Memory, cells and atoms
Posted 16 April 2006 - 09:51 PM
Posted 16 April 2006 - 09:55 PM
"Special" Relativity, stupid ideas seem smarter when they come at you really fast.
Posted 18 April 2006 - 01:33 AM
A very loose computer analogy would be a 3-D optical memory storage unit, where each light color will activate all the color coordinated memory stored throughout the unit. If one changes the color, another layer of the memory will be used. A futuristic example may be DVD's that play with both red and blue light. The red light will limit the data that can be read. The blue light will open up many more options.
Posted 18 April 2006 - 01:50 AM
Posted 18 April 2006 - 03:05 AM
--Anton Chekhov (1860-1904) Russian playwright
Posted 22 April 2006 - 03:53 AM
In the context of macromolecules, such as proteins and RNA, there are complex protein interactions that lead to memory formation. Experimentally, this phenomna is associated with an electrophysiological phenomena, refered to as Long Term Potentiation (LTP), and Long Term Depression (LTD).
Basically LTP (or LTD) refers to experiments that show if you give an electric field stimulation (HFS at certain frequence and amplitude) you can record an enhanced response (LTP) to the same stimulus at distal time points.
Through elegant studies that combine electrophysiology, pharmacology, biochemistry, and molecular biology, it has been shown that glutamate receptors, (ionotropic..and yes..metabotrobic!!..but we'll keep it to ionotropic for simplicity) AMPA and NMDA subtypes, play a pivotal role in LTP. Magnisium, Mg2+, (an atom) plays an important role in mediating glutamate NMDA receptor function, and consequently LTP (thus memory formation). But the role of Mg2+ is dependant on coordinating amino acids of the NMDA receptor and, more importantly, synaptic summation of AMPA receptor activation. Furthermore, at the atomic level, Ca2+, plays an important role in glutamate (presynatpic neurotransmitter release) release and Na+ and K+, as well as Cl- also particpate (axon potentials..remember..Nernst equasions and neuroscience 101) in eventual neurotransmitter release and synaptic activation.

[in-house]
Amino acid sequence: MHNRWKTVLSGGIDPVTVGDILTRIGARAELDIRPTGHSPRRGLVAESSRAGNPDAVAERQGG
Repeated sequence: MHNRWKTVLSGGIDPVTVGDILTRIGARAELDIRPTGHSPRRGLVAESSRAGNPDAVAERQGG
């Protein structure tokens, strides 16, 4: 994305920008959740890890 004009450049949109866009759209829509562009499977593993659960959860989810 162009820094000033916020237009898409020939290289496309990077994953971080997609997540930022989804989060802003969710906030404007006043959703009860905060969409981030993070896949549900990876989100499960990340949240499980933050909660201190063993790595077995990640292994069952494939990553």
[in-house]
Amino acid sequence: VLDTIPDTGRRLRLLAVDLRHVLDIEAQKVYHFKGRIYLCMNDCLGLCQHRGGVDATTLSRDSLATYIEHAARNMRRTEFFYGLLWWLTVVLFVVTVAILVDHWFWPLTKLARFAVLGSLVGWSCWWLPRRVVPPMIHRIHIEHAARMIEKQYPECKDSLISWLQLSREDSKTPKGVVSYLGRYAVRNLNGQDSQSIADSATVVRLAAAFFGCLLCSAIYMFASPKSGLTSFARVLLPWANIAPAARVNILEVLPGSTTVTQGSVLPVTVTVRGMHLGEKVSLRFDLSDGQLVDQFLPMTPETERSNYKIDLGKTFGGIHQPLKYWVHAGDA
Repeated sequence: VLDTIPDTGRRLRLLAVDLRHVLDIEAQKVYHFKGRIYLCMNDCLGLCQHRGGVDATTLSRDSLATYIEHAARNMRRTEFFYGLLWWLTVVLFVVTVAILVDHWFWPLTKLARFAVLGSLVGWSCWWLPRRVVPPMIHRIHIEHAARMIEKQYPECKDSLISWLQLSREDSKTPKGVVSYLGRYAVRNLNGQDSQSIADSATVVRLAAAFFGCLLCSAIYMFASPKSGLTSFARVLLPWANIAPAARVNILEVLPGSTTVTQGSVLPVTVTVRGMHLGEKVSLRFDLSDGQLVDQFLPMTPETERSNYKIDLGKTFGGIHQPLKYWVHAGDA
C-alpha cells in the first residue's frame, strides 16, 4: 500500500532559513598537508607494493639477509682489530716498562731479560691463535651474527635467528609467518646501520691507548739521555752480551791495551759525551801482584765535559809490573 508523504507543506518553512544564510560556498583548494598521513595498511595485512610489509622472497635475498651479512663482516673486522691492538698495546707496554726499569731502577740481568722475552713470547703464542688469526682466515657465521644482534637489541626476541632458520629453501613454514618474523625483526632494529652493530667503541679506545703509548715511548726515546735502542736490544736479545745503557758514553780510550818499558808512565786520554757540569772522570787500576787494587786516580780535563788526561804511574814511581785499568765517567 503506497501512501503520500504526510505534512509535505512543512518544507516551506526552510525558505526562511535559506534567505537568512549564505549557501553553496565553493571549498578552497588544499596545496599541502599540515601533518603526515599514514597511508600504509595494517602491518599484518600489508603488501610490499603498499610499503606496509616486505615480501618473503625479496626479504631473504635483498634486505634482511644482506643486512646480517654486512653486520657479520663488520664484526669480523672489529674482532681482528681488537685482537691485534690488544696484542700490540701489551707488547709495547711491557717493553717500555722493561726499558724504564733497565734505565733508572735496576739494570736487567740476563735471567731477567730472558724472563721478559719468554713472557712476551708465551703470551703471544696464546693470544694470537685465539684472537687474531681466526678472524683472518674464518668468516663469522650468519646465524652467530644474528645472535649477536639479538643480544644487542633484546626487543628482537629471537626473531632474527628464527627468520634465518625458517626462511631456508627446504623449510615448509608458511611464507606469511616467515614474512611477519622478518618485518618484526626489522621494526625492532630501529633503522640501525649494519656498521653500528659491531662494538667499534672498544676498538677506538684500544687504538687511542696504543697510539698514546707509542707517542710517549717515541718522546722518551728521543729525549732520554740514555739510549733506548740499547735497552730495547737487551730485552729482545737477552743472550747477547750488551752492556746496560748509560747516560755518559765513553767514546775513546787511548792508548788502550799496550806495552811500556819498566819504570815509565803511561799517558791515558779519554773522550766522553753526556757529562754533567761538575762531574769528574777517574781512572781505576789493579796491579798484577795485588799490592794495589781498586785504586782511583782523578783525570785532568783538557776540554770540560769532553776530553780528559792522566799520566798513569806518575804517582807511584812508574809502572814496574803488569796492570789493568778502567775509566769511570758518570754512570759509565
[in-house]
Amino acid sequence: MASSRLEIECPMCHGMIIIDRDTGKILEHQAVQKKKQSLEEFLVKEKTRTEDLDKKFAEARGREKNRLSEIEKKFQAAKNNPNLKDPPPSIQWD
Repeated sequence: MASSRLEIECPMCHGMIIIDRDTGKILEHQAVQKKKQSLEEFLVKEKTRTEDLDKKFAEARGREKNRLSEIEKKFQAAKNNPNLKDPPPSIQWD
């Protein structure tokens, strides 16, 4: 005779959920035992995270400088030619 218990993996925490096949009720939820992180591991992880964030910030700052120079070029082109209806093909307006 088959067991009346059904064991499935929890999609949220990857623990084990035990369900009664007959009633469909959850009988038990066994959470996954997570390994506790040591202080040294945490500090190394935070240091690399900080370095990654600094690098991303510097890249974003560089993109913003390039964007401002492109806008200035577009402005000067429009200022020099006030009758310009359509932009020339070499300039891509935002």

So yeah..atoms to play a role, but there is an interdependant relationship between proteins (macromolecules and the atoms).
If you want to explore memory (at the molecular level) I suggest readings by,
Paul Adams (SUNY Stony Brook), Rodrick McKinnon (Rockefeller U), Eric Kandel (Columbia U), and Edward Ziff (NYU Sch of Med).
Posted 22 April 2006 - 11:30 AM
The brain is so complex that we haven't even began to scratch the surface of truly how it functions. But no, atoms can be arrainged in certain ways to make up a mosaic of basic signals, but they do not store memory.
i'm afraid atoms do store memory
a particular protein can be triggered to autophosphorylate itself for a certain amount of time. the time the molecule remains phosphorylated and therefore active is proportional to the stimulus rate, therefore acting as memory.
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